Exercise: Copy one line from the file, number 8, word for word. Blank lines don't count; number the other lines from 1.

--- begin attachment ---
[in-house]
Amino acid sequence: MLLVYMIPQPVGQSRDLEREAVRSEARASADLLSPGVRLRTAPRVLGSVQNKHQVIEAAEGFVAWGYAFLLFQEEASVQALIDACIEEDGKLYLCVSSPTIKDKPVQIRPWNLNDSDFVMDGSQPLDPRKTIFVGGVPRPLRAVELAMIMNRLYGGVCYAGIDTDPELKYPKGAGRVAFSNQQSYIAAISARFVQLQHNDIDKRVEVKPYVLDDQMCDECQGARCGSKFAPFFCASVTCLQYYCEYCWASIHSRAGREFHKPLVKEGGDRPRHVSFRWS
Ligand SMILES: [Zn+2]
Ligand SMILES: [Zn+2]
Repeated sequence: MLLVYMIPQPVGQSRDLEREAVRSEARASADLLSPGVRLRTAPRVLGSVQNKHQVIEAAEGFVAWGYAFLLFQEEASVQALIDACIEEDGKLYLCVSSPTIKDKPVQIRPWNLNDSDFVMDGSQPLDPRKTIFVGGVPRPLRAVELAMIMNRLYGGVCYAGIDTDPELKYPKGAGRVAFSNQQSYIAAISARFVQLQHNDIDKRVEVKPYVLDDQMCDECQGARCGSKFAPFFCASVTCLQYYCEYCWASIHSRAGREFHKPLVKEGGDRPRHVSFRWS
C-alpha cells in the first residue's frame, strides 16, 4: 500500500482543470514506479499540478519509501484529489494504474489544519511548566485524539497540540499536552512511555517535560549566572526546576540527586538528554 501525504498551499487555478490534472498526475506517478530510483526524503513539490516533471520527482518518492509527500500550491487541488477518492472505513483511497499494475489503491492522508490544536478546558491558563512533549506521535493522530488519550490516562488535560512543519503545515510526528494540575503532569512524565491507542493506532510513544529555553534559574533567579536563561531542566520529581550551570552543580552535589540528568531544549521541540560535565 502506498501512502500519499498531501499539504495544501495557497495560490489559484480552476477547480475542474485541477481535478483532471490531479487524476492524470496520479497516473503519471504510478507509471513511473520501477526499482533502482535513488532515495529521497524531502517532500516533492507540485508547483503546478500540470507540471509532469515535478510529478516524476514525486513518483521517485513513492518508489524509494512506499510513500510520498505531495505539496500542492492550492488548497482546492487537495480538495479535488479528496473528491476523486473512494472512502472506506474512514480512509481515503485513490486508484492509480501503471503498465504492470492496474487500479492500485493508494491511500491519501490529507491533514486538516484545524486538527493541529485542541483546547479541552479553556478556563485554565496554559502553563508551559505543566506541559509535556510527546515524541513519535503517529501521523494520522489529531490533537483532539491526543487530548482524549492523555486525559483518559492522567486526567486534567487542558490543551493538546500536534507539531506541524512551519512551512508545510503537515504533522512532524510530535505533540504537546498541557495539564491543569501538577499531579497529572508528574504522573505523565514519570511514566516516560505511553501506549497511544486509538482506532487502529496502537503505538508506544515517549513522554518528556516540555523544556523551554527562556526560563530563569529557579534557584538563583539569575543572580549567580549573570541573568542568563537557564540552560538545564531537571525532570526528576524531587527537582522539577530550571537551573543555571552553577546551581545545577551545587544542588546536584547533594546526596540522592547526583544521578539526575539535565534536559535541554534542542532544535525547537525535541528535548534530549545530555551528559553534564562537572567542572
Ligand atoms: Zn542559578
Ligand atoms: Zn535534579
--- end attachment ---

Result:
Ligand atoms: Zn535534579